This is the third installment in the collective blog series: Painting Our Black Thumbs Green. You can find other related posts in Veggies Squared. This blog meme is held in conjunction with Christina of The Table has Shoes and Other Ambiguities. We’re both garden virgins, making this our first undertaking in producing edibles in our own yards.
This week’s topic: What’s going IN the garden?
Find out what Christina is planning on planting in her garden here.
MyNeChimKi’s Square Foot Garden
After the last post you left while I was still standing atop my “Heirloom Variety / Organic” soap box. I will step down now, make every effort to leave such seriousness behind and we can discuss more frivolous issues, such as the shape of my future garden…
The biggest challenge so far to this gardening adventure has been reigning myself in from buying every seed variety out there! Sitting inside watching more snow and ice accumulate on our lawn is not helping my spring fever one bit. Every time we have a snow storm I find myself ordering more seeds. No more!! I’ve made the decision (until the next snow storm) that I’m going to have more than I know what to do with once summer comes.
In Chapter 3 of Mel’s book, Square Foot Gardening: A NewWay to Garden in Less Space with Less Work, he writes:
[quote]So often, the size of the garden has nothing to do with how much space is needed to grow the amount of food the gardener is likely to need. And no one actually sits down and says, “We’ll eat about three cucumbers a week, so two vines are all we need to plant.” Instead you go ahead and plant three seeds every couple of feet until the packet is used up or you run out of room, whichever comes first…. Whether you are a beginner or an expert just wanting to try this method, your very first garden should consist of only one block for each person in your family. That’s a 4-foot by 4-foot area, only 16 square feet.[/quote]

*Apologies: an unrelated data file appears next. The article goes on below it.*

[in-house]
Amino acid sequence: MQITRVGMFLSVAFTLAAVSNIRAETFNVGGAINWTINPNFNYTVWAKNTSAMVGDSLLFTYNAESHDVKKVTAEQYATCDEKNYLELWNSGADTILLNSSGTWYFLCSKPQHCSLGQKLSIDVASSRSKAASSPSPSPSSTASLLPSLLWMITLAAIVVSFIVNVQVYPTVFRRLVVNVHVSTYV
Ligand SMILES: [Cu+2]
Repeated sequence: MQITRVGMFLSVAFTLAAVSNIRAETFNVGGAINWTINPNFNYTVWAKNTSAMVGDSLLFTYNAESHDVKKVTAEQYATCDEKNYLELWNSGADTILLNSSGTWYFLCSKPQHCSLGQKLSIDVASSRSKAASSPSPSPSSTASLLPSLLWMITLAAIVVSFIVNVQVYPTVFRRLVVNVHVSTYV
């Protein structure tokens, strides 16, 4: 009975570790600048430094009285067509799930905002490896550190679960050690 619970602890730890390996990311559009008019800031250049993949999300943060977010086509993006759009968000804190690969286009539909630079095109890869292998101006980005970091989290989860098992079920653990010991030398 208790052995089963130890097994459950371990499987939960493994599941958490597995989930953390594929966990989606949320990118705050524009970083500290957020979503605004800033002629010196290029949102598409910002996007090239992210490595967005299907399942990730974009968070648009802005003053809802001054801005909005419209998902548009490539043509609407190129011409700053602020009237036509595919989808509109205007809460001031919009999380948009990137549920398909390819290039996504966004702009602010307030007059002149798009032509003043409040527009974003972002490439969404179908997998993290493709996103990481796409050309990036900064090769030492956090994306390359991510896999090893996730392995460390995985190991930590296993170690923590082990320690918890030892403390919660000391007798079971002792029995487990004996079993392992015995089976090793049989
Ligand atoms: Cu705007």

Of course, like Mel says in the book, DH and I did not sit down and figure out how much of what veggies we eat in a week. So far, so predictable. And when I read the whole business about one block per person I kinda scoffed at it. I mean, really! 32 square feet is hardly a respectable garden, right? I had decided that I would start with two blocks, a tomato trench, a second area for winter squash and another small “reduced-sized” square just for salad greens & goodness. Because that sounds like a respectable garden. And that almost really happened.
First we’ll start with a simple list:
Key: OP = Open Pollinated, O = Organic, He = Heirloom, Hy = Hybrid. Note: Not all seed catalogs commented on whether plants were open pollinated, so a blank doesn’t mean that the seeds weren’t open pollinated, just that the catalog did not venture to mention the status of pollination.
|Veggie / Herb||OP?||O?||He?||Hy?|
|Dr. Carolyn’s Tomato||✓|
|Matt’s Wild Cherry Tomato||✓||✓|
|Mini Orange Tomato||✓|
|Yellow Pear Tomato||✓||✓|
|Black Prince Tomato||✓||✓|
|Costoluto Geneovese Tomato||✓|
|Old Virginia Tomato||✓|
|Appalacian Red Garlic||✓|
|Sweet Chocolate Pepper||✓|
|Keystone Resistant Giant Pepper||✓|
|Masai Bush Haricot Verts||✓|
|Spineless Beauty Zucchini||✓|
|Early Summer Yellow Crookneck Squash||✓||✓|
|Carnival Acorn Squash||✓|
|Waltham Butternut Squash||✓||✓|
|Seminole Winter Squash||✓||✓||✓|
|Afina Cutting Celery||✓|
|Midnight Black Turtle Beans||✓||✓|
|Spicy Globe Basil|
|Sweetie Baby Romaine|
|Monet’s Garden Mesclun Mix||✓|
|Heirloom Cutting Mix Lettuce||✓|
|Cut & Come Again Baby Mesclun||✓|
|Farmer’s Market Blend Lettuce||✓|
|Midnight Lightning Zucchini||✓|
|Bright Lights Swiss Chard||✓|
And yes, I realize that there are 10 different tomato varieties in that list!
Plotting the Plots
When I actually sat down to plot out the squares, I realized that this was going to be more technical than I thought. Sure, you can plop your veggies down in any square, following Mel’s general guidelines for spacing, but to make it attractive and a likely success there are other factors to think about.
All that graph paper and I still couldn’t get it right on the first try! I even used a real architect’s scale (though the drawings aren’t exactly to scale… I really just used it as a straight-edge). When you’re planning your garden here are some things to keep in mind: